Juba, the capital city of the Republic of South Sudan, is one of Africa's fastest growing cities, not least due to the waves of Chinese workers who have moved there to help develop the area's oil industry. It is estimated that today Juba has a metro population of some 440,000 (2022), rising from 200,000 in just six years. The city is located on the Bahr al-Jabal (the Mountain Nile) and was effectively founded in 1922 by Greek traders, although the area had been a trading hub for Turkish traders from the 19th century. After the Second World War, Juba came to prominence when a conference was held there in which representatives of the northern and southern parts of the Sudan agreed to unify against the wishes of the British Government who had planned on what is now South Sudan becoming part of neighbouring Uganda. This unification though was seemingly doomed to failure with Juba becoming the home of southern resistance to northern domination over the following decades. Conflict was ongoing until 1972 then erupted again in 1983 however ended with the signing of the Comprehensive Peace Agreement (CPA) in 2005 which granted autonomy to the region of southern Sudan with Juba being named as the semi-autonomous regional capital. When the southern region of Sudan finally seceded in 2011, Juba became the capital of the newly independent country of South Sudan.
Juba is largely comprised of four areas. Firstly the Nile Camps which sit on the River Nile itself. These camps include the Oasis and Mango camps as well as a number of hotels and are the site of the Juba Bridge that stretches across the Nile. Juba itself, originally a small port on a tributary to the Nile, is home to the city's jail, police, banks and bureaus. Wizara Road hosts Juba's parliament and government ministries as well as offices for UNICEF and other organisations whilst Malakia is the commercial and shopping sector of the city. Rubbish is normally piled up on the streets and set fire to whilst the city itself is strewn with makeshift buildings made of bricks with tin roofs. Some have described Juba as one big construction site and locals speak ruefully of the influx of foreigners in recent years that have created a relatively cosmopolitan society with Ugandan and Eritrean restaurants as well as Kenyan food kiosks. European style casual dress is the norm. Nearly everything in Juba is shipped in by road with the construction of a highway from Juba to the Ugandan border facilitating this trade.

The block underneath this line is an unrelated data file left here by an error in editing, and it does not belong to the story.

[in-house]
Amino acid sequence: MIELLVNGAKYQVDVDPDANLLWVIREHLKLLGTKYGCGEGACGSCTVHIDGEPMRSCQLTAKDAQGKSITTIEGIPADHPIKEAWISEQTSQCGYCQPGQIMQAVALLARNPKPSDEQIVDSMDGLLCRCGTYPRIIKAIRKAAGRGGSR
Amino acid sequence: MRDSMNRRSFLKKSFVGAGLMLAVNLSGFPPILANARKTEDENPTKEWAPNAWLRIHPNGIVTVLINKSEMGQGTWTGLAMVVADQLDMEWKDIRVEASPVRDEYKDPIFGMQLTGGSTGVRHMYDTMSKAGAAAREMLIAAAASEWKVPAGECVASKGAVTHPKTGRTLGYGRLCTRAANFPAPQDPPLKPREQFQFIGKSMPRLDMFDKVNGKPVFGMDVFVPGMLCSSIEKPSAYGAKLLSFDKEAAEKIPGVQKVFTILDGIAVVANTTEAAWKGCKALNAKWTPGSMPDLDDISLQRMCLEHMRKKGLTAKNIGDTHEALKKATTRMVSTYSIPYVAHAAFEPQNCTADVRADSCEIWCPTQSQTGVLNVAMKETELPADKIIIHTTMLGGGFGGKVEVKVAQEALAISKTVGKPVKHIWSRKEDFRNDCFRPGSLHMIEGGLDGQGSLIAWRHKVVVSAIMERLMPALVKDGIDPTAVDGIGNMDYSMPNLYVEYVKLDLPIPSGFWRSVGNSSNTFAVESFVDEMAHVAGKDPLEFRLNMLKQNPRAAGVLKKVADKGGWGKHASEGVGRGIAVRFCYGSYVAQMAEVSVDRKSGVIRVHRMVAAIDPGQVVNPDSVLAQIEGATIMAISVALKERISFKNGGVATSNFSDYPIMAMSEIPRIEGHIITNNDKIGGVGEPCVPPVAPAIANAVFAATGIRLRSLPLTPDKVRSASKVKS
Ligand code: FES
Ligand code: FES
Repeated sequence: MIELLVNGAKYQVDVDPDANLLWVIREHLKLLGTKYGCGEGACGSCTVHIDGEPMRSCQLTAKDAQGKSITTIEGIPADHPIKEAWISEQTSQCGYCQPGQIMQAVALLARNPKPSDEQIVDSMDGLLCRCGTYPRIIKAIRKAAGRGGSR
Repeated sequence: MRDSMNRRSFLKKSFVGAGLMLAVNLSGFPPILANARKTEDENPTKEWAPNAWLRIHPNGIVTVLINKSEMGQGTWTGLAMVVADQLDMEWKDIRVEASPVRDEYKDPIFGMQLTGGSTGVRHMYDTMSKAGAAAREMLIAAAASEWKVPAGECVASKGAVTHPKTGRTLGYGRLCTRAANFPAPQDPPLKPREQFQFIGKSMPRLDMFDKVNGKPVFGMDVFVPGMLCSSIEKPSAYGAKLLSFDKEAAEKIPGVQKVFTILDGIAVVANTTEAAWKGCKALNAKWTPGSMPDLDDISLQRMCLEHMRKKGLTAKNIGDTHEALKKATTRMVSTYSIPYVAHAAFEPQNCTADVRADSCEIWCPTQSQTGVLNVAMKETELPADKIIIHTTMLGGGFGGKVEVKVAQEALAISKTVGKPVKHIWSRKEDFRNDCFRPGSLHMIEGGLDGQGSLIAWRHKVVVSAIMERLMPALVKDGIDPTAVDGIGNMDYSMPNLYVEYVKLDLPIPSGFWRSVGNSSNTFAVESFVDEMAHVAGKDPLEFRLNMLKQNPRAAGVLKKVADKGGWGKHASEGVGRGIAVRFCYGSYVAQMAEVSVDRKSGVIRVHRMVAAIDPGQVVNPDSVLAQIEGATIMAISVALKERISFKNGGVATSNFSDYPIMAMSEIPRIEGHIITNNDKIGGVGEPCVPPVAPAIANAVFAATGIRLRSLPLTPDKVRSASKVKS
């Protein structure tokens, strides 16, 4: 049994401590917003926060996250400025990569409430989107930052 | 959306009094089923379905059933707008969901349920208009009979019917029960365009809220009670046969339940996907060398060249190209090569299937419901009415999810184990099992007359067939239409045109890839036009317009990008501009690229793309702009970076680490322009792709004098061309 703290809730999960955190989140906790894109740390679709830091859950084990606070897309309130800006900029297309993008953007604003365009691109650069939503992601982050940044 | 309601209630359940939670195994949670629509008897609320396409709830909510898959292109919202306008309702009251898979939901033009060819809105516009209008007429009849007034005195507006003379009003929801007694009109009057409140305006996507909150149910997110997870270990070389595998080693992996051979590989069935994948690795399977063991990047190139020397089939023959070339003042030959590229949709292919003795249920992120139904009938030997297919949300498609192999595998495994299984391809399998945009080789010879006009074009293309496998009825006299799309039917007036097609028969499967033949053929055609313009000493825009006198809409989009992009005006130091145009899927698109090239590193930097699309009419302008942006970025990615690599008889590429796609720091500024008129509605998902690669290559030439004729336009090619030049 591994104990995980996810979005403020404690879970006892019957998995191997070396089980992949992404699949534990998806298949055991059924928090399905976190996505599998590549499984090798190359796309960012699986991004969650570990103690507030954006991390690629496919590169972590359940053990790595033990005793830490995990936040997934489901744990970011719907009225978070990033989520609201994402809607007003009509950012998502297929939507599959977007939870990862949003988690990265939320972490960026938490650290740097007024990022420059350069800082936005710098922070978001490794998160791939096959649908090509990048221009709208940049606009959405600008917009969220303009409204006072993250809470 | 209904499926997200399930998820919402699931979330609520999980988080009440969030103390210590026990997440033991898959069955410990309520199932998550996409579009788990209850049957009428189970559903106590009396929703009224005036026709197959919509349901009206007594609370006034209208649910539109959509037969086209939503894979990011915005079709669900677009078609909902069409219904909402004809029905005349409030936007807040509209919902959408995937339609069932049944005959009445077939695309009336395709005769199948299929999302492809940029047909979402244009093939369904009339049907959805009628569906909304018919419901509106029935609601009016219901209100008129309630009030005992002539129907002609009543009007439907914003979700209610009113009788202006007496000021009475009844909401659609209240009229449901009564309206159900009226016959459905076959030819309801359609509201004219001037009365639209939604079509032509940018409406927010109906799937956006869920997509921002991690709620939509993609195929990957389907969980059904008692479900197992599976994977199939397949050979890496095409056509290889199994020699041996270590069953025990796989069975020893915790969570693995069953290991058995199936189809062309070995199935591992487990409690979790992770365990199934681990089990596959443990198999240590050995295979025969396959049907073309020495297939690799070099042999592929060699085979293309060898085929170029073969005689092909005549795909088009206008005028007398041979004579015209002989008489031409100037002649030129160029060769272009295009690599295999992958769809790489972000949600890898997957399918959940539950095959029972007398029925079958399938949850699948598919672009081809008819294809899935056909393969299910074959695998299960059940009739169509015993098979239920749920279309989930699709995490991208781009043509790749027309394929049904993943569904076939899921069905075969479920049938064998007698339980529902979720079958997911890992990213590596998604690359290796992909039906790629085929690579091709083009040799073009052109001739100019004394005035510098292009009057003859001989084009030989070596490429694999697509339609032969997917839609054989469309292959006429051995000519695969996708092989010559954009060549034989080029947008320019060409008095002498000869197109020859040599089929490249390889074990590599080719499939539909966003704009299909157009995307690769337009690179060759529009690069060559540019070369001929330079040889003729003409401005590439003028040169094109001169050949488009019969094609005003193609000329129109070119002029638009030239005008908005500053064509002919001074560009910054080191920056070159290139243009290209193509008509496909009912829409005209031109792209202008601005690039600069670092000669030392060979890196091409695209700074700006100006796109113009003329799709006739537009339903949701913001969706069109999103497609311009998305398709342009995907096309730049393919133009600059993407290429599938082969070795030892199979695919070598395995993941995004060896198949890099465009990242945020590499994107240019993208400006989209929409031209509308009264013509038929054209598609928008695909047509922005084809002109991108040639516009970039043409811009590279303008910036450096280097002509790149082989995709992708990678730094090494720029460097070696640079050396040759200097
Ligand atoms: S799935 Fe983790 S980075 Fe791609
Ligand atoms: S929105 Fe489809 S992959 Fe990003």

There aren't any tourist attractions as such in Juba, however visitors can take in All Saints Cathedral, St. Joseph's Catholic Church, St.Theresa Cathedral, the main Mosque and Juba Stadium. Clearly a visit wouldn't be complete without spending some time on and around the river. Please note, the security situation across South Sudan remains volatile and criminals are active, many armed as weapons are in no short supply following years of turmoil. We also recommend avoiding public transport as many drivers aren't qualified to be on the roads, pop-up illegal checkpoints manned by armed men are common place and women in particular are often physically absused. Road accidents are also common. To put this in context, South Sudan remains one of the most dangerous operating environments for aid workers in the world with regular incidents of violence, intimidation, arbitrary detentions and kidnappings being reported. A holiday destination of choice for the (very) few! The video of Juba (below) gives a good look and feel of the city.
Juba Profile: Volunteer in South Sudan
Juba Profile: Juba City Map
Juba Profile: Sponsor Children in South Sudan
Juba Profile: Country Profile
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